This afternoon we get the US durable goods numbers and the May Factory Orders release. These are expected to be weaker than April but not significantly so.

    Indices

    FTSE

    As we mentioned yesterday the markets were looking a bit toppy as the rally from the lows merely on a weak pound was a tad overdone. If Brexit does impact the economy (and the wider EU situation) then even supranational companies will suffer a bit and the fact that they can report in a devalued currency will only have a very temporary effect.


    Support is at 6485/95 and 6440/50 then 6370/80

    Resistance is at 6620/30 then 6675/85 and 6745/55

    DAX

    Like the FTSE the Dax is struggling and as we commented yesterday it seemed unable to make headway above 9800. Since then we have pulled back to the 9600 level and the index is in all honesty not looking happy. This said the European markets are the only ones that have failed to retake their pre Brexit levels even though the same fiscal effects should be in play.

    Support is at 9570/80, 9520/30 then 9420/30

    Resistance is at 9665/75, 9805/15 then 9840/50 and 9945/55

    Dow

    As with all other indices the Dow is falling this morning as the hangover from the post Brexit bull fest seems to be setting in.

    Longs are taking profits and who can really blame them. The rally was unexpected and any unforeseen profit should be grabbed with both hands.

    Support at 17850/60, 17780/90 and 17610/20

    Resistance is at 18050/60 18150/60 then 18300/20

    Currencies

    Euro

    The Euro cross seems happy at the current levels having failed at the resistance level at 1.1165/75 over the last few sessions. Woes for the currency would appear to be abating marginally but it must be said that the Eurozone is still only limping along.

    The pound is suffering badly in early action as the second bear phase seems to be about to gain traction. The Euro is not (this time following slowly in the pound’s wake and the pressure to sell is not in evidence.

    Support is at 1.1005/15 then 1.0970/80 and 1.0890/00

    Resistance is at 1.1165/75 and 1.1245/50 then 1.1315/25

    Sterling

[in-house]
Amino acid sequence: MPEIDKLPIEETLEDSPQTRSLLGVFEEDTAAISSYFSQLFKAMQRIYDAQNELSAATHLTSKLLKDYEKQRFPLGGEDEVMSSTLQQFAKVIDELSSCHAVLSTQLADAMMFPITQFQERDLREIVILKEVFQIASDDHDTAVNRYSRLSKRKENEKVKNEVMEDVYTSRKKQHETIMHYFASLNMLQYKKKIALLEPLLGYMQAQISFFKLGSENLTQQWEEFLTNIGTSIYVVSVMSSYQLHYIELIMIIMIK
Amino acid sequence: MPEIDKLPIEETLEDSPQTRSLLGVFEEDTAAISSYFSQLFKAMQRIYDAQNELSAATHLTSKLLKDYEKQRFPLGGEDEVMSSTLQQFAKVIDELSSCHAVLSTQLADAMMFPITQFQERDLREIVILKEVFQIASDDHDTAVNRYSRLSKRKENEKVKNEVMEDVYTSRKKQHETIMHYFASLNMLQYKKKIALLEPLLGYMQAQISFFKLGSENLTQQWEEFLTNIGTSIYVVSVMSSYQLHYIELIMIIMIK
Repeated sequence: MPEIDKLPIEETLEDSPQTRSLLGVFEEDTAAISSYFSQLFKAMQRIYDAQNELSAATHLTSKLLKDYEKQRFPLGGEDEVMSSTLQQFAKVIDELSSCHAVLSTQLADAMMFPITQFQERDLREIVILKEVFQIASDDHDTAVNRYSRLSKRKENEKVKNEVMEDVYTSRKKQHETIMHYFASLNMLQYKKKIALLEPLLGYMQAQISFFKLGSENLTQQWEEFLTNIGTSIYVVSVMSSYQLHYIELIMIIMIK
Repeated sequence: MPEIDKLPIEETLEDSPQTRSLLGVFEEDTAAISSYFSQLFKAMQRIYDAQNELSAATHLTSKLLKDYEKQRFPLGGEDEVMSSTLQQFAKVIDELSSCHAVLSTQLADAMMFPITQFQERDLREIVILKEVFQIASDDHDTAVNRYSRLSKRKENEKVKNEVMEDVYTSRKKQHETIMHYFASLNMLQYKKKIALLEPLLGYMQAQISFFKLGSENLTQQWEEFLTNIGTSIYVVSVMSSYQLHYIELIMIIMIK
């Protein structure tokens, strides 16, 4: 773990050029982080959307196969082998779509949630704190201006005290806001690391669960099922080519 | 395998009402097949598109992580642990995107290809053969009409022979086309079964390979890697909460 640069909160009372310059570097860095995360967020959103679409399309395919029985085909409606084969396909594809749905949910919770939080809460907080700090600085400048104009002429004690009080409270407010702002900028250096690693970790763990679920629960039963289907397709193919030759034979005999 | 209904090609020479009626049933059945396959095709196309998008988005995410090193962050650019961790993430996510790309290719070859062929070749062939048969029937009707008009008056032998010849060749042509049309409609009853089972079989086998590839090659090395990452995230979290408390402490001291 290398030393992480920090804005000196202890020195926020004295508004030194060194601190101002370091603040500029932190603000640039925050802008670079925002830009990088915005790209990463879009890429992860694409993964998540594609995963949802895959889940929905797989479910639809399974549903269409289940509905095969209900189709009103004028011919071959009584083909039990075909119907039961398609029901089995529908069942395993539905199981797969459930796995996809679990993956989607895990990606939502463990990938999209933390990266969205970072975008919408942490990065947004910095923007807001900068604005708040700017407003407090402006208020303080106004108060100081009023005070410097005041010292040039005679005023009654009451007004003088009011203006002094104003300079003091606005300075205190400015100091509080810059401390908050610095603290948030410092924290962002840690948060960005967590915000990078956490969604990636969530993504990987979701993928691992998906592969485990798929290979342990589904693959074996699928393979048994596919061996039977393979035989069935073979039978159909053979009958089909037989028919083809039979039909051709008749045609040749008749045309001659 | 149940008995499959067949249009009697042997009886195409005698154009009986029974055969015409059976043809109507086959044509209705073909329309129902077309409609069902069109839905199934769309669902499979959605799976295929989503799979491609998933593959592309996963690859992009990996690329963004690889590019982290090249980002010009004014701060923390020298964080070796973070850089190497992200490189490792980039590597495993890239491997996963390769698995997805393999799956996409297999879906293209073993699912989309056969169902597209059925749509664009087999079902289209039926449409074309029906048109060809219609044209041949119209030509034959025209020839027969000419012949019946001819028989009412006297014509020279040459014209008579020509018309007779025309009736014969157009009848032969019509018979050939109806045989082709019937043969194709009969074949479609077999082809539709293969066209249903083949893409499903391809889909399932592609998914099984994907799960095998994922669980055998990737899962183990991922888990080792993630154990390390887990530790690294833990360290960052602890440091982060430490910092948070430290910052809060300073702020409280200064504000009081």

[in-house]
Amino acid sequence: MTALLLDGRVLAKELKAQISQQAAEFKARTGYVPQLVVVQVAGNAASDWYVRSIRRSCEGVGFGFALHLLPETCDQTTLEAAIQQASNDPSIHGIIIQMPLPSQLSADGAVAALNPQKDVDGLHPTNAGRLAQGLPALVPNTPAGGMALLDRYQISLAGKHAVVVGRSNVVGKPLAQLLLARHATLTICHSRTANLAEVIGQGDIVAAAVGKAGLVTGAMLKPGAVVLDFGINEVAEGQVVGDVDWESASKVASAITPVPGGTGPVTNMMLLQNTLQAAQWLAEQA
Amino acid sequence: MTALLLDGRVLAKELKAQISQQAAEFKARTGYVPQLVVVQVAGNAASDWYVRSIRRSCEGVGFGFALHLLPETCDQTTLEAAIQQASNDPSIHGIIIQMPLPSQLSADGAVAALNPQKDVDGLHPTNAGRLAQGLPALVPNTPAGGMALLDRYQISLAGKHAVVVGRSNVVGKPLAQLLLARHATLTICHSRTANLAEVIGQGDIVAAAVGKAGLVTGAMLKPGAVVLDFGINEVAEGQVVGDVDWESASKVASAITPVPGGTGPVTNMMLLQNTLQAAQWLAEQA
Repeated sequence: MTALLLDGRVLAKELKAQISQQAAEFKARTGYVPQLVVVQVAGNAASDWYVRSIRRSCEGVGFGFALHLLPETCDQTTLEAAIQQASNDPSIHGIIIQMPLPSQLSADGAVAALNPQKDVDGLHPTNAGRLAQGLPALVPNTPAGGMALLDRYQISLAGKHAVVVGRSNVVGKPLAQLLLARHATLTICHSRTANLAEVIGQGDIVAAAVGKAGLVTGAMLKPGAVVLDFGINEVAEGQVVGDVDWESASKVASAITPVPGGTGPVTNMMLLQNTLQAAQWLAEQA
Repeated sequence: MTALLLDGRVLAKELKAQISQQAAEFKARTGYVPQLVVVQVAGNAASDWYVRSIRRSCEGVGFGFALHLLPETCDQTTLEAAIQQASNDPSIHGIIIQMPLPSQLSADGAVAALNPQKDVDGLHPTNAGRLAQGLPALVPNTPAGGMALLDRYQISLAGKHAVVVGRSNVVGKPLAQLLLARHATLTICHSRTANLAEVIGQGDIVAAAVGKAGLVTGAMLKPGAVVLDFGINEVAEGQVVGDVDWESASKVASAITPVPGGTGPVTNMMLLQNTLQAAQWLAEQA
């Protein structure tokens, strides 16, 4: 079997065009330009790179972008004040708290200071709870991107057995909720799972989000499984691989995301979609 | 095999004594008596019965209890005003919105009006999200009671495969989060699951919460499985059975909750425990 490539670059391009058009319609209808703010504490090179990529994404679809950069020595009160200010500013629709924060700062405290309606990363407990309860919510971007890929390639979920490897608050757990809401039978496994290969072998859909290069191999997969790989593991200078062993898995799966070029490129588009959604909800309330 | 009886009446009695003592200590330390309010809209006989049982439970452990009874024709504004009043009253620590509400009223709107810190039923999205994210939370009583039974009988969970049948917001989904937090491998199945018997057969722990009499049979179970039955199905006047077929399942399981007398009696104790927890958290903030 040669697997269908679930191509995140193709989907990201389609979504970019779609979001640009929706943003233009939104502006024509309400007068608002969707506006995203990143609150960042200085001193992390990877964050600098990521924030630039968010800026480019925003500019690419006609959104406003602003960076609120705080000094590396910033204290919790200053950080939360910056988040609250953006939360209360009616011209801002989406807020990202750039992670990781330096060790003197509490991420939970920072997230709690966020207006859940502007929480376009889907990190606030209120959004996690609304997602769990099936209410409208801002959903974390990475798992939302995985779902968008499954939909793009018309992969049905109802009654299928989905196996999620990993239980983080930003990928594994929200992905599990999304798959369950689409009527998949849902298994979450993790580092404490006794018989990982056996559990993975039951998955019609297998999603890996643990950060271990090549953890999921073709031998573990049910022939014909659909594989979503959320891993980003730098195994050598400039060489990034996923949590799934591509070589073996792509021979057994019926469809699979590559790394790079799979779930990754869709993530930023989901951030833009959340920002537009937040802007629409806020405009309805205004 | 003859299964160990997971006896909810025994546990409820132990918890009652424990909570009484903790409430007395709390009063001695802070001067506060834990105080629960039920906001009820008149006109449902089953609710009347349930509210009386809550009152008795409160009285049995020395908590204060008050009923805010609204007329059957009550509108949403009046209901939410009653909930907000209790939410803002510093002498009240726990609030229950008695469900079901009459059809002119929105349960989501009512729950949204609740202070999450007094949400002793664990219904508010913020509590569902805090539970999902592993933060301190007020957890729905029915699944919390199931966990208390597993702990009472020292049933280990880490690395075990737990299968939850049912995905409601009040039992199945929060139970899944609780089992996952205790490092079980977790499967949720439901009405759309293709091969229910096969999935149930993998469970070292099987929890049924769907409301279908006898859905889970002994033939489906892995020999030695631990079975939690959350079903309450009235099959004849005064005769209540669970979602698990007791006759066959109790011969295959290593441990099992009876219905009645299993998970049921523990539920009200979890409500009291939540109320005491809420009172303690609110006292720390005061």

As mentioned yesterday the bears were looking for their chance and tay have got it this morning. It appears that Ms Leadsom is the popular choice but she has already stated that she will not be party to any agreement over freedom of movement which will no doubt put a hole in any discussions of trade agreements. We are now at the lowest point since the exit vote and (frankly) not looking much like stopping here.

    Support is at 1.3150/60, 1.3115/25 1.3045/55

    Resistance is at 1.3345/55, 1.3450/60 then 1.3530/40 and 1.3570/80

    Gold

    Somewhat surprisingly the renewed weakness in equity markets has not resulted in further gold price progression. We are off from yesterday’s close, still quite high, but not looking much like making a renewed push today.

    Support at 1320/22, 1312/14 then 1298/00 and 1286/88

    Resistance is at 1355/57, 1372/74 and 1386/88

    Oil

    Weakness in oil this morning as the continued supply of negative sentiment is starting to worry the consumption side of the argument.

    With the Middle East slowly edging away from the brink of total chaos production is likely to be picking up. Whilst there is not the resource there once was for maintenance and development which should impact well output in the medium term the reopening of wells across the region will slowly press on.

    Support is at 4875/85, 47.40/50, 46.60/70 and 45.35/45,
    Resistance is at 51.70/80 and 52.05/15